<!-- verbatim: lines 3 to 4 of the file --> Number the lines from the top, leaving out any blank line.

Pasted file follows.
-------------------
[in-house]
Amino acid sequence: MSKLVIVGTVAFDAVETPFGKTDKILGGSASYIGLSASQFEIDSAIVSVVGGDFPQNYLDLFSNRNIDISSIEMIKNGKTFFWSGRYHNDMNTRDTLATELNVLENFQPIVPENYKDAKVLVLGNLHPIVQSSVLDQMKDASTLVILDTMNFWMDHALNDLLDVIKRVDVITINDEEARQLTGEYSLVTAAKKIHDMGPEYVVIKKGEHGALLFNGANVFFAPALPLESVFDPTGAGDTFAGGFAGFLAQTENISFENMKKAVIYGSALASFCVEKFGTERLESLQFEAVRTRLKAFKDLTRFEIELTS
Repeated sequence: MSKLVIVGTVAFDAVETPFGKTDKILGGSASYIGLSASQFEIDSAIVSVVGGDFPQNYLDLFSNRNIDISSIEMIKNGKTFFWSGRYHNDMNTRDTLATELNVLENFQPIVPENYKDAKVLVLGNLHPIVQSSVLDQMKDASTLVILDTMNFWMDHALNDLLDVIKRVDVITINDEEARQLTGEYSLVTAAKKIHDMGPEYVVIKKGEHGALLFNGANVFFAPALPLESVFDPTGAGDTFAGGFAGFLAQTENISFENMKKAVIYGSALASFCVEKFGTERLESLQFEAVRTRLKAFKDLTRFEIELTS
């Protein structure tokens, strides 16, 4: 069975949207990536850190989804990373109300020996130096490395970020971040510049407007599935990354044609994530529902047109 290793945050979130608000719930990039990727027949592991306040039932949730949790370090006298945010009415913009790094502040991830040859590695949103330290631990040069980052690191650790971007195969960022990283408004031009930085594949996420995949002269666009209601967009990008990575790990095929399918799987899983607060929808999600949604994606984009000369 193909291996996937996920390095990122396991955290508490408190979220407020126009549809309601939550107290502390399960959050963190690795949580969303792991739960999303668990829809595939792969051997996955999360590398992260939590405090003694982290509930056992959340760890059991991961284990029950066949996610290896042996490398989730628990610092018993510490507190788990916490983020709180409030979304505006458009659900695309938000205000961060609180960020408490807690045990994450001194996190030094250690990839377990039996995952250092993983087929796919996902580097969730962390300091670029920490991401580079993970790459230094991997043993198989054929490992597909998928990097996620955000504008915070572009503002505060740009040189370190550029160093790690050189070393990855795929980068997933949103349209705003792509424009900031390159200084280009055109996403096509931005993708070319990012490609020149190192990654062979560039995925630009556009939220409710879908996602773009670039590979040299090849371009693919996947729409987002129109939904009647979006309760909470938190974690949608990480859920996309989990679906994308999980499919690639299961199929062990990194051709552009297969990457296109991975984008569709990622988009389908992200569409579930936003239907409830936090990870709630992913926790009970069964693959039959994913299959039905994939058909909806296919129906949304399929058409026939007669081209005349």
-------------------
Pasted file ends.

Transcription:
Repeated sequence: MSKLVIVGTVAFDAVETPFGKTDKILGGSASYIGLSASQFEIDSAIVSVVGGDFPQNYLDLFSNRNIDISSIEMIKNGKTFFWSGRYHNDMNTRDTLATELNVLENFQPIVPENYKDAKVLVLGNLHPIVQSSVLDQMKDASTLVILDTMNFWMDHALNDLLDVIKRVDVITINDEEARQLTGEYSLVTAAKKIHDMGPEYVVIKKGEHGALLFNGANVFFAPALPLESVFDPTGAGDTFAGGFAGFLAQTENISFENMKKAVIYGSALASFCVEKFGTERLESLQFEAVRTRLKAFKDLTRFEIELTS
């Protein structure tokens, strides 16, 4: 069975949207990536850190989804990373109300020996130096490395970020971040510049407007599935990354044609994530529902047109 290793945050979130608000719930990039990727027949592991306040039932949730949790370090006298945010009415913009790094502040991830040859590695949103330290631990040069980052690191650790971007195969960022990283408004031009930085594949996420995949002269666009209601967009990008990575790990095929399918799987899983607060929808999600949604994606984009000369 193909291996996937996920390095990122396991955290508490408190979220407020126009549809309601939550107290502390399960959050963190690795949580969303792991739960999303668990829809595939792969051997996955999360590398992260939590405090003694982290509930056992959340760890059991991961284990029950066949996610290896042996490398989730628990610092018993510490507190788990916490983020709180409030979304505006458009659900695309938000205000961060609180960020408490807690045990994450001194996190030094250690990839377990039996995952250092993983087929796919996902580097969730962390300091670029920490991401580079993970790459230094991997043993198989054929490992597909998928990097996620955000504008915070572009503002505060740009040189370190550029160093790690050189070393990855795929980068997933949103349209705003792509424009900031390159200084280009055109996403096509931005993708070319990012490609020149190192990654062979560039995925630009556009939220409710879908996602773009670039590979040299090849371009693919996947729409987002129109939904009647979006309760909470938190974690949608990480859920996309989990679906994308999980499919690639299961199929062990990194051709552009297969990457296109991975984008569709990622988009389908992200569409579930936003239907409830936090990870709630992913926790009970069964693959039959994913299959039905994939058909909806296919129906949304399929058409026939007669081209005349």